The next morning, when Msimangu and Kumalo reach the bus stop, they find out that there is a bus boycott going on to protest the rising costs of transportation.
The two men agree to walk in solidarity with the boycotters, even though it's an eleven-mile trip both ways. That's some serious dedication right there.
As they walk, a white man stops and gives them a ride to their destination, and Msimangu is seriously amazed at how kind this guy is.
Finally, Msimangu and Kumalo arrive at Mrs. Mkize's digs.
She swears that it's been almost a year since she's seen either John or Absalom. But something's fishy in her response. She's clearly afraid. But of what?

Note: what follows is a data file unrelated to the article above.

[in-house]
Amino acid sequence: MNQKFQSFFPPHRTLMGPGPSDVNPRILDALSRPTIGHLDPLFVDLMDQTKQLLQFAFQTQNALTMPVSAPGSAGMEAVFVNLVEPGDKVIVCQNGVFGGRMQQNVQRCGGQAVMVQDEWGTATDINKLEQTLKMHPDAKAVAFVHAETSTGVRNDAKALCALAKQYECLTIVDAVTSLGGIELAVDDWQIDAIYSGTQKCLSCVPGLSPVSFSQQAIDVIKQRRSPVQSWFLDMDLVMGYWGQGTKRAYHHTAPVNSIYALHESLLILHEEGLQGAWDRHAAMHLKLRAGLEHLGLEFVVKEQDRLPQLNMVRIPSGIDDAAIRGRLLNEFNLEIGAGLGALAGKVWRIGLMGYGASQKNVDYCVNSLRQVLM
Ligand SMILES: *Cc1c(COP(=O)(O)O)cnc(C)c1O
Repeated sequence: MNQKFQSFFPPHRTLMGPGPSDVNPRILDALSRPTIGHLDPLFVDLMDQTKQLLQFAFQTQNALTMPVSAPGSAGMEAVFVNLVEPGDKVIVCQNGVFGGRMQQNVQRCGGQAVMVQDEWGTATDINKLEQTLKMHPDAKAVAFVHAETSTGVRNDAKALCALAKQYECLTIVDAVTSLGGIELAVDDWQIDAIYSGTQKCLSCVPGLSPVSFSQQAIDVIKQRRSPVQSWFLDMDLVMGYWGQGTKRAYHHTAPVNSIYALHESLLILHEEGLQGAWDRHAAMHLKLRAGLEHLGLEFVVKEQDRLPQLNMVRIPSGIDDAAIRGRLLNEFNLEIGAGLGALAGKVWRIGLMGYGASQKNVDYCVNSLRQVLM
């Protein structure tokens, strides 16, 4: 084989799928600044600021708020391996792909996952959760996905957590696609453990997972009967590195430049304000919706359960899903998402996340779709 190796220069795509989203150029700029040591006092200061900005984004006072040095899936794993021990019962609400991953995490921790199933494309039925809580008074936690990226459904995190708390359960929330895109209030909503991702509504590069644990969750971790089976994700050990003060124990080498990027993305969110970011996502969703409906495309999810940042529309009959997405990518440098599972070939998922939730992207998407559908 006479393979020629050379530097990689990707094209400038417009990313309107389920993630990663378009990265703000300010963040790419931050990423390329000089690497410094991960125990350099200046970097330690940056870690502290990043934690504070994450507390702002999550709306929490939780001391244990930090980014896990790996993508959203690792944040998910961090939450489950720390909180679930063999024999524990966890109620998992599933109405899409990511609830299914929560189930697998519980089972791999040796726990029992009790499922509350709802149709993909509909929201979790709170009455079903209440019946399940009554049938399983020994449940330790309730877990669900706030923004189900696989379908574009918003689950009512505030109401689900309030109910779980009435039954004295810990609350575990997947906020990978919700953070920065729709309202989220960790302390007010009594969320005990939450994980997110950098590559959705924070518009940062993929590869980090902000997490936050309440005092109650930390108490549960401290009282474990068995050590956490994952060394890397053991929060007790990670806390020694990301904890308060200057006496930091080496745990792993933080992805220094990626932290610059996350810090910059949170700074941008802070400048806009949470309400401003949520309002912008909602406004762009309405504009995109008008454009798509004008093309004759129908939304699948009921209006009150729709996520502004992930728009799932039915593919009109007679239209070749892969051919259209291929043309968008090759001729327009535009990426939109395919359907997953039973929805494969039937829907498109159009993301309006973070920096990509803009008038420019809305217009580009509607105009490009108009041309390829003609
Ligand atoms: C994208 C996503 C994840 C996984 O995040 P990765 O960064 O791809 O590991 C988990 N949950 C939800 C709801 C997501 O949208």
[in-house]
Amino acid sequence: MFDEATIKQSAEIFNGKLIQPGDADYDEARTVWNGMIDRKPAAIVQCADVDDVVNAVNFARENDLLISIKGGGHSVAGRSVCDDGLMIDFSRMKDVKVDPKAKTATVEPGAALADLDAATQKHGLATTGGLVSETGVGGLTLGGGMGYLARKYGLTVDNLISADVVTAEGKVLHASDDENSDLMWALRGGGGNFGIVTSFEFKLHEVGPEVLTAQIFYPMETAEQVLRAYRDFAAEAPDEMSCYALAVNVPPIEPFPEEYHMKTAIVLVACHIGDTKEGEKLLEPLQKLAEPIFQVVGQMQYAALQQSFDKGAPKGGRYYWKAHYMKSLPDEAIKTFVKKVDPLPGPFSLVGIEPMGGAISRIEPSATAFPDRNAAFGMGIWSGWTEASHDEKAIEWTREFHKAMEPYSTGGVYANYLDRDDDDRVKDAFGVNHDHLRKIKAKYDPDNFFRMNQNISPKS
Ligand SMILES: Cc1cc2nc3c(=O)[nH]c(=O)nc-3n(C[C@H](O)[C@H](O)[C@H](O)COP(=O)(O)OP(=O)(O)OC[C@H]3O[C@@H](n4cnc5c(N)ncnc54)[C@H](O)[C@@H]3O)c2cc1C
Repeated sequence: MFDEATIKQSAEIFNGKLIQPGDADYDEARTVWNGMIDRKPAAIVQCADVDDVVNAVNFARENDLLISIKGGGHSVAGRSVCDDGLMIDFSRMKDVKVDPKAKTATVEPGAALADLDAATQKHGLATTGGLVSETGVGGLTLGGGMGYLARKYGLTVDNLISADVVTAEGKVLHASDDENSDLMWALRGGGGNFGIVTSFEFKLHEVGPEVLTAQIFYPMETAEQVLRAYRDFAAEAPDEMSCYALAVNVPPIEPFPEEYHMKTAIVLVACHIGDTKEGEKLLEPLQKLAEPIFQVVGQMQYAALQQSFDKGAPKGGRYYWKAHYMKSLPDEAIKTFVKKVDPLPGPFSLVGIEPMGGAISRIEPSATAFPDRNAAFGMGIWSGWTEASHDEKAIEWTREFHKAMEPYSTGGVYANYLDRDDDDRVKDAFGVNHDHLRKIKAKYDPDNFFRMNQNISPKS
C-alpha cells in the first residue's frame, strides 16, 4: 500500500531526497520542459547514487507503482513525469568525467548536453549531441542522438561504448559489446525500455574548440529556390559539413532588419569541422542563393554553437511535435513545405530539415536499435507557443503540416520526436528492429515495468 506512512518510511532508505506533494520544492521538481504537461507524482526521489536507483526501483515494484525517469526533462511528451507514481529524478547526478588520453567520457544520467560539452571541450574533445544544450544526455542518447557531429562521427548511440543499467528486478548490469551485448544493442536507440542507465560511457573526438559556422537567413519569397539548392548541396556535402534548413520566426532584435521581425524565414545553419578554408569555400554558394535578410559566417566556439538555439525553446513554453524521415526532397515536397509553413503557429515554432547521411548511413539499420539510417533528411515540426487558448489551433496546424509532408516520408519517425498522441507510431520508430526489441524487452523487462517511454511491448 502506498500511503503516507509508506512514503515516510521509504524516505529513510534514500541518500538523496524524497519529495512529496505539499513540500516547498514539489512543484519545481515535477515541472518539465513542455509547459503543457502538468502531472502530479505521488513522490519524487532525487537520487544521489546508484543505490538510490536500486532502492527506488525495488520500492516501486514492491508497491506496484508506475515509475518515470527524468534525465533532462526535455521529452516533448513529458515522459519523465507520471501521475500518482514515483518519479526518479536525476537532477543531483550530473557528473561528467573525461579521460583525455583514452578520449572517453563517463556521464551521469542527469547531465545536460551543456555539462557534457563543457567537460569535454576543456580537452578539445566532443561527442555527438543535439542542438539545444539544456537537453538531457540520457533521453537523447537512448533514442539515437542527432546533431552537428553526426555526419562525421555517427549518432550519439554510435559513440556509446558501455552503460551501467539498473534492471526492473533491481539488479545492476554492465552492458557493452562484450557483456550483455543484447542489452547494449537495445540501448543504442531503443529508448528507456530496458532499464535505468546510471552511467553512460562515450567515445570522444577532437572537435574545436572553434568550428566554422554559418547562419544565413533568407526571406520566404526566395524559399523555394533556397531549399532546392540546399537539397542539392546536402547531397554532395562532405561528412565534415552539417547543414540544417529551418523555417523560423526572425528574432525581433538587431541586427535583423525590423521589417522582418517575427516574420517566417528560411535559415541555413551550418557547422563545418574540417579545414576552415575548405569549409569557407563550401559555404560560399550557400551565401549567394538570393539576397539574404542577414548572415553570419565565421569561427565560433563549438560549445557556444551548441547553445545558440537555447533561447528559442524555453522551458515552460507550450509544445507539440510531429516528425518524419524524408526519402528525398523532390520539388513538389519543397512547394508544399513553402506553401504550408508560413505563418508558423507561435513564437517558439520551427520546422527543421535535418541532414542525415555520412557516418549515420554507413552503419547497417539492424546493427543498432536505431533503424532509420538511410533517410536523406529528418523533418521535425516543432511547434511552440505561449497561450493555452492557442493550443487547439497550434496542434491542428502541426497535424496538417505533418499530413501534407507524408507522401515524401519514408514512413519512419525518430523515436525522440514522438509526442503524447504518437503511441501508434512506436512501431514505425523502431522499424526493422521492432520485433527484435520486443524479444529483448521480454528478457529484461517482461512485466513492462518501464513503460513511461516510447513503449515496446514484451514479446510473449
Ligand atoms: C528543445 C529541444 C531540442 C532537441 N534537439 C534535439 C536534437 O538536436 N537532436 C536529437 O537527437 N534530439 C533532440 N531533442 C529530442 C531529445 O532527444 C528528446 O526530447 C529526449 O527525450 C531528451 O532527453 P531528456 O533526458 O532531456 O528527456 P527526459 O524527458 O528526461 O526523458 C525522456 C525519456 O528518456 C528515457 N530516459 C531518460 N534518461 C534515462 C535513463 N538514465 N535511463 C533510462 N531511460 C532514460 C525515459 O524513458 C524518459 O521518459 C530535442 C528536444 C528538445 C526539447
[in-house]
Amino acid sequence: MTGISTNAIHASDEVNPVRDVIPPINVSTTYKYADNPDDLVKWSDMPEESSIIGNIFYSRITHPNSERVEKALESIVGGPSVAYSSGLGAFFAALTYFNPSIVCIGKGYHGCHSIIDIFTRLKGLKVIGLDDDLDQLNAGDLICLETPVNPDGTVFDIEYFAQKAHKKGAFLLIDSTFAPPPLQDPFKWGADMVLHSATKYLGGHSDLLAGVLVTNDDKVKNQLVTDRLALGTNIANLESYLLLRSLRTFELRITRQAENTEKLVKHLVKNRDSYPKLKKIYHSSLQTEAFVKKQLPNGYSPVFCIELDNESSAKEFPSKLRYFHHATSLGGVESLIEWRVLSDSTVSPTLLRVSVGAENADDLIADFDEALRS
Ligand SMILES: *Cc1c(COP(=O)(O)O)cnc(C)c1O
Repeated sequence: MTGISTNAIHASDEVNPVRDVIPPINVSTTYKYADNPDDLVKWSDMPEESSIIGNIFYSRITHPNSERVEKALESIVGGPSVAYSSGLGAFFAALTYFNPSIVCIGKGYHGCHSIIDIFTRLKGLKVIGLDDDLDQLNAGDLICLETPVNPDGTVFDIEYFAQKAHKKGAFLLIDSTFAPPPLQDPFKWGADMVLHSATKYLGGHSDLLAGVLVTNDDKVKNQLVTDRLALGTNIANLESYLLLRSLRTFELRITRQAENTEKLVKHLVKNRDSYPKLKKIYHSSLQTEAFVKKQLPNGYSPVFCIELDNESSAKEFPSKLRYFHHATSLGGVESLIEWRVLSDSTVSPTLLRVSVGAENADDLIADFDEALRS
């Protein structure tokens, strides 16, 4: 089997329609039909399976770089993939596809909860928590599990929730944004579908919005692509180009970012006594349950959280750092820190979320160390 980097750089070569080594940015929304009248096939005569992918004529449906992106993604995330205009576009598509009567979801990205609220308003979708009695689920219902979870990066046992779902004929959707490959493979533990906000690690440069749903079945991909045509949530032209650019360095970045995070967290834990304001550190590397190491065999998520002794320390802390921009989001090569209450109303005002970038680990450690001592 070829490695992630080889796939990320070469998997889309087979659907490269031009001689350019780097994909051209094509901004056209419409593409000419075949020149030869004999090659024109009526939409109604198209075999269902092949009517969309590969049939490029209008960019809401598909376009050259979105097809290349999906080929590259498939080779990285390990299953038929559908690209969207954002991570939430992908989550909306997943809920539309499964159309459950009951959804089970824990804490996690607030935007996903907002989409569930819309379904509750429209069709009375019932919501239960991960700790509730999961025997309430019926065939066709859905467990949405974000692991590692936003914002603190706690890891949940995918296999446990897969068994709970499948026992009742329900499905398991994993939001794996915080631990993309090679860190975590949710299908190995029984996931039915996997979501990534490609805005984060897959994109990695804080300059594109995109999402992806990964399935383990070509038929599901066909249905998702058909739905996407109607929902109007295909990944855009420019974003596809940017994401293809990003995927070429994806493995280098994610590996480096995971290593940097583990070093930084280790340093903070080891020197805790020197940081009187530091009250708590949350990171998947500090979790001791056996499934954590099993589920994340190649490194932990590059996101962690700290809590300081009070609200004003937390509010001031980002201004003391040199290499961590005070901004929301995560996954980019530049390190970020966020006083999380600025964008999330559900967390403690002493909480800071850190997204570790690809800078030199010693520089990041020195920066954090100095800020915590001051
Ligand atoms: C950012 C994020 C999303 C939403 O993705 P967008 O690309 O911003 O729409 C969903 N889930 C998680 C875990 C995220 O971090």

Hmm. Here's a solution: Msimangu sends Kumalo out so that he can talk to Mrs. Mkize alone.
Gradually, Msimangu encourages Mrs. Mkize to tell the truth: Absalom and John used to bring lots of stuff (money, watches, clothes) back to the house without explanation.
Apparently, they were friends with a local cab driver, Hlabeni. They should check with him.
Hlabeni tells Msimangu that Absalom has been staying in a nearby shanty town.
Shanty towns, by the way, are large settlements of very poor people, where the residents build shelters or shacks (called "shanties") out of tin, sheet iron, and whatever materials they can find. And they're off. Msimangu and Kumalo take Hlabeni's cab to this shanty town.